As I discussed last time, Xunzi clearly saw ritual as important, but important in very different way from his predecessors. Yes, a gentleman should perform rituals as if he was actually serving the dead, but he should not think he was actually interacting with ‘real’ beings. That type of talk was for commoners. Of course it was also for the Shang kings, who’s power came explicitly from their ability to use ritual to interact with and get favors from the ancestors and the powers. So for Xunzi ritual still matters, but not in the all-encompassing magical way it did before.
To find the real magic in Rites and Music in Xunzi you need to look at Music, which is Chapter 20. Here we do find a transcendent magical thing that can change the world. You can see this in at least two ways. One is that music is dangerous if you get it wrong. Bad music is connected to a bad age and seems to help make it bad.
The influence of music and sound on man is very profound, and the transformations they produce in him can be very rapid. Thus, the Ancient Kings were assiduous in creating proper forms. …. If music spoils and seduces toward wickedness, then the people will become dissipated and indolent and will be mean-spirited and base. Where they are dissipated and indolent, there is disorder; where they are mean-spirited and base, there is conflict. Where there is disorder and conflict, the army is weak and the city walls are broken through, so that enemy states can threaten the existence of the state. When this situation prevails, the Hundred Clans feel insecure even in their own homes, are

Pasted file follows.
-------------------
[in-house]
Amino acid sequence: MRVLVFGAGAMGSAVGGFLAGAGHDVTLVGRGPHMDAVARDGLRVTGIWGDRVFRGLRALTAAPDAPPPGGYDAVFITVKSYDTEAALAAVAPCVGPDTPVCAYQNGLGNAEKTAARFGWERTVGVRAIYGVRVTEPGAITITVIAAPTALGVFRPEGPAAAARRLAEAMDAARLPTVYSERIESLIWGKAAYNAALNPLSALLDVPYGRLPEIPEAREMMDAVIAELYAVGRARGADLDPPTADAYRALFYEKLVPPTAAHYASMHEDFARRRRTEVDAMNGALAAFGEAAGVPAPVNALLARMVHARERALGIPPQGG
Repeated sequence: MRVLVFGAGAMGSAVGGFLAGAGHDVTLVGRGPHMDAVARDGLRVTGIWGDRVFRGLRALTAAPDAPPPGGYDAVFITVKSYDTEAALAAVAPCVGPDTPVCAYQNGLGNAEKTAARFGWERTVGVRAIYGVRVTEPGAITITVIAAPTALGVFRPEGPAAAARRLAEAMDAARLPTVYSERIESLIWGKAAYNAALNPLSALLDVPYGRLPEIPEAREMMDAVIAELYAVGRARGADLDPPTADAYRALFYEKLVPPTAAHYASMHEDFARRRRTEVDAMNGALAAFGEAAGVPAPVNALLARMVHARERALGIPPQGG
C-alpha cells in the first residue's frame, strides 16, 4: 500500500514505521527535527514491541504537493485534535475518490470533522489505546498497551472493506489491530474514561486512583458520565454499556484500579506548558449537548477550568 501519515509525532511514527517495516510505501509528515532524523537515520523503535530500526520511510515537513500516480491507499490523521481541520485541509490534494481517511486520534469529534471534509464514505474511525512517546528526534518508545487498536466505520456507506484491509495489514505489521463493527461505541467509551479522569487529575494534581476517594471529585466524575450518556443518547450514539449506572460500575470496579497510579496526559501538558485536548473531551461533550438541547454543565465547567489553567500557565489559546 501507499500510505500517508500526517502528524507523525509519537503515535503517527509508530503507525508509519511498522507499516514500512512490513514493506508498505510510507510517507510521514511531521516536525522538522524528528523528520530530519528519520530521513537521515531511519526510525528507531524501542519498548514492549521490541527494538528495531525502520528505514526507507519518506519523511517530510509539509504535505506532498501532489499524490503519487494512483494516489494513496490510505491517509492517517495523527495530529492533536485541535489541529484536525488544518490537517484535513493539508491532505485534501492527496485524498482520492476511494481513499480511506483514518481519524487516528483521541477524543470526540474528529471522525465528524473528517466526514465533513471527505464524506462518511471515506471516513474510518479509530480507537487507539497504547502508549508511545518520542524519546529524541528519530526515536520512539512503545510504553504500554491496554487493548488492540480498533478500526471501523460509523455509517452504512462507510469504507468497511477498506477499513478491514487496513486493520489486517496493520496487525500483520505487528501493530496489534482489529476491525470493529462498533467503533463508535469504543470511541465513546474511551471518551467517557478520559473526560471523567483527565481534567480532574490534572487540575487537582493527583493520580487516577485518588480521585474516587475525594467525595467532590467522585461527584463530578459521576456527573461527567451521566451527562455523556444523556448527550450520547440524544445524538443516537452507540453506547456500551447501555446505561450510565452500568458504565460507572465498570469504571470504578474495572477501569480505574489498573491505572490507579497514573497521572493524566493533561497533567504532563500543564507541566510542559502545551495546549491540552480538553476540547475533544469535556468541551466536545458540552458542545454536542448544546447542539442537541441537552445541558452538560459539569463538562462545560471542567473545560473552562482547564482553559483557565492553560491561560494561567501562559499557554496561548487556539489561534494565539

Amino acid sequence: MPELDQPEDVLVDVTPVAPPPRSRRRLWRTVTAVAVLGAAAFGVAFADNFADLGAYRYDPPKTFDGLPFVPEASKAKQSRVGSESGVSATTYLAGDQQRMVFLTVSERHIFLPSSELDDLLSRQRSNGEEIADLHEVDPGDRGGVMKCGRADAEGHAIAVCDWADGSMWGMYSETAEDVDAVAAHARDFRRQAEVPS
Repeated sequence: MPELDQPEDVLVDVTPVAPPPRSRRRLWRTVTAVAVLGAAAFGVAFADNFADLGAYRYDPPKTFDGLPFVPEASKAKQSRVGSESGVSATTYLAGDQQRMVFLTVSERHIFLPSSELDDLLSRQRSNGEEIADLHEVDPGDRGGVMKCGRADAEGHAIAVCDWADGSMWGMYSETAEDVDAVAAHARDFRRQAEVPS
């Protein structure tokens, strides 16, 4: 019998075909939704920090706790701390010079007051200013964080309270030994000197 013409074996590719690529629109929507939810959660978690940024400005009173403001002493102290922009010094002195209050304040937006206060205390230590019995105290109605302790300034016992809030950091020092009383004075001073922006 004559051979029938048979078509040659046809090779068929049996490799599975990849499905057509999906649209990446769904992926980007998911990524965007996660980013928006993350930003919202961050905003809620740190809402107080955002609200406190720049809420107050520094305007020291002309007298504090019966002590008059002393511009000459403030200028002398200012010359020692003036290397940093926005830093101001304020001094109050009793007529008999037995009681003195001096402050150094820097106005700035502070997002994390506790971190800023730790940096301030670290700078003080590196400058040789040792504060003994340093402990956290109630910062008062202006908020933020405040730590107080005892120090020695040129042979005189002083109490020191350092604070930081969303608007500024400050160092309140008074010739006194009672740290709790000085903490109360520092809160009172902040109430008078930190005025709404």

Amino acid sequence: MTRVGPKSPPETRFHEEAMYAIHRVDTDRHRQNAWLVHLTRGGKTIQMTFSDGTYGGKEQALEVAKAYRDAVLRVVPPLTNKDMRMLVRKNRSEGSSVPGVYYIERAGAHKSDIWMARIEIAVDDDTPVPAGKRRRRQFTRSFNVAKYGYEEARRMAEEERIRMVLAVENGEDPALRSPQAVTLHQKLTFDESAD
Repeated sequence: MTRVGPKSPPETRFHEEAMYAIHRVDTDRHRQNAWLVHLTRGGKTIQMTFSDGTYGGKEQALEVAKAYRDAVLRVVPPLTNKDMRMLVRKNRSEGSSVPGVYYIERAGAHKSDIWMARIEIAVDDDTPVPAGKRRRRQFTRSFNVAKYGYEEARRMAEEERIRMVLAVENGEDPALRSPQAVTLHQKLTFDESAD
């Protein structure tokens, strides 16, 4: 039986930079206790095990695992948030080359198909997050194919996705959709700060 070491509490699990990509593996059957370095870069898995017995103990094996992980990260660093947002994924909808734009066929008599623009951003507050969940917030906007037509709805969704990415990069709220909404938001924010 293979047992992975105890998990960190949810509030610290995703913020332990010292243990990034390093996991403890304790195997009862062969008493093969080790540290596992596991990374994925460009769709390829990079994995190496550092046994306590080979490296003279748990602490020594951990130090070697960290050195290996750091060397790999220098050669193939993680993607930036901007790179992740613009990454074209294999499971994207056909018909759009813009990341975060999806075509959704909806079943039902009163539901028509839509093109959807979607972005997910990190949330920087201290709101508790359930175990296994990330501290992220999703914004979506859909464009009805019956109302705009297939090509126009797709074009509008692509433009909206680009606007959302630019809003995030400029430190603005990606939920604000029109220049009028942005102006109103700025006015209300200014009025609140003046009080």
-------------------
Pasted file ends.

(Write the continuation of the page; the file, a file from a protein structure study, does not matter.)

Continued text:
discontent with their native villages, and are dissatisfied with their superiors. Thus, casting aside ritual and music and allowing evil songs to develop is the root of danger and territorial encroachment for the country and of insult and dishonor for the ruler. Thus, the Ancient Kings esteemed ritual and music and despised evil songs.
If people are exposed to bad music the effects are….bad
Men wear brightly colored clothing; their demeanor is softly feminine; their manners are lascivious; their minds are bent on profit; their conduct lacks consistency; their music is wicked; and their patterns and decorations are gravely in error and gaudy.1 They nurture the needs of the living without measure, but they send off their dead in a niggardly manner and with blackly impure principles. They despise ritual and moral principles, and prize instead valor and feats of strength. When they are poor, they become robbers; when they are rich, they become predators. An orderly age is the opposite of this.
The stuff about those kids today and their music goes back farther than you might have thought. The big difference from rites is that music is actually dangerous. Mis-perform a rite and nothing happens.2 Play bad music and the world is disordered. You can sort of see this in the status of people who do these things. In Xunzi (and Lu Buwei, who I am also reading right now) music masters seem to be people of considerable stature, while the guy who checks to see if you have the right kind of vessels out for a ritual is some sort of underling.
Next Lu Buwei on music and the other way it is magical. (Bet you can’t wait)